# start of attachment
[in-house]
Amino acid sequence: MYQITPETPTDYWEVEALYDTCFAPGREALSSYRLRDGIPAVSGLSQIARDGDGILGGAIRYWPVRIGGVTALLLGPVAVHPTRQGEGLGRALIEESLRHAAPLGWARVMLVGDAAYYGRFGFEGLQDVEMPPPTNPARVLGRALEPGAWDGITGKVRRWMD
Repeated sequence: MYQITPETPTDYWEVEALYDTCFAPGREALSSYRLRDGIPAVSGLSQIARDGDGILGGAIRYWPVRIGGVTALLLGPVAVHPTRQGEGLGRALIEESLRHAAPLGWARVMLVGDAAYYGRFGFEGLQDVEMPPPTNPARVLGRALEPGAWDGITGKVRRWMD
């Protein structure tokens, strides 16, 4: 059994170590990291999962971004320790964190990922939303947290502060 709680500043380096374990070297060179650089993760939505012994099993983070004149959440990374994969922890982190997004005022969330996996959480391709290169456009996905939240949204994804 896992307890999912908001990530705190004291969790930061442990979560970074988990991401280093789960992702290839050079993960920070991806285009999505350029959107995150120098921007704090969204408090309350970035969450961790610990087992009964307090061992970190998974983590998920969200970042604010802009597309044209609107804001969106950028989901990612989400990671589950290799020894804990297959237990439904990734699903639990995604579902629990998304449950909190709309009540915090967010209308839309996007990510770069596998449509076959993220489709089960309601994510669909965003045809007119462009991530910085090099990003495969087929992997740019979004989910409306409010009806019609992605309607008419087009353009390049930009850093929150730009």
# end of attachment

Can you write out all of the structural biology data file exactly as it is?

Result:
[in-house]
Amino acid sequence: MYQITPETPTDYWEVEALYDTCFAPGREALSSYRLRDGIPAVSGLSQIARDGDGILGGAIRYWPVRIGGVTALLLGPVAVHPTRQGEGLGRALIEESLRHAAPLGWARVMLVGDAAYYGRFGFEGLQDVEMPPPTNPARVLGRALEPGAWDGITGKVRRWMD
Repeated sequence: MYQITPETPTDYWEVEALYDTCFAPGREALSSYRLRDGIPAVSGLSQIARDGDGILGGAIRYWPVRIGGVTALLLGPVAVHPTRQGEGLGRALIEESLRHAAPLGWARVMLVGDAAYYGRFGFEGLQDVEMPPPTNPARVLGRALEPGAWDGITGKVRRWMD
């Protein structure tokens, strides 16, 4: 059994170590990291999962971004320790964190990922939303947290502060 709680500043380096374990070297060179650089993760939505012994099993983070004149959440990374994969922890982190997004005022969330996996959480391709290169456009996905939240949204994804 896992307890999912908001990530705190004291969790930061442990979560970074988990991401280093789960992702290839050079993960920070991806285009999505350029959107995150120098921007704090969204408090309350970035969450961790610990087992009964307090061992970190998974983590998920969200970042604010802009597309044209609107804001969106950028989901990612989400990671589950290799020894804990297959237990439904990734699903639990995604579902629990998304449950909190709309009540915090967010209308839309996007990510770069596998449509076959993220489709089960309601994510669909965003045809007119462009991530910085090099990003495969087929992997740019979004989910409306409010009806019609992605309607008419087009353009390049930009850093929150730009």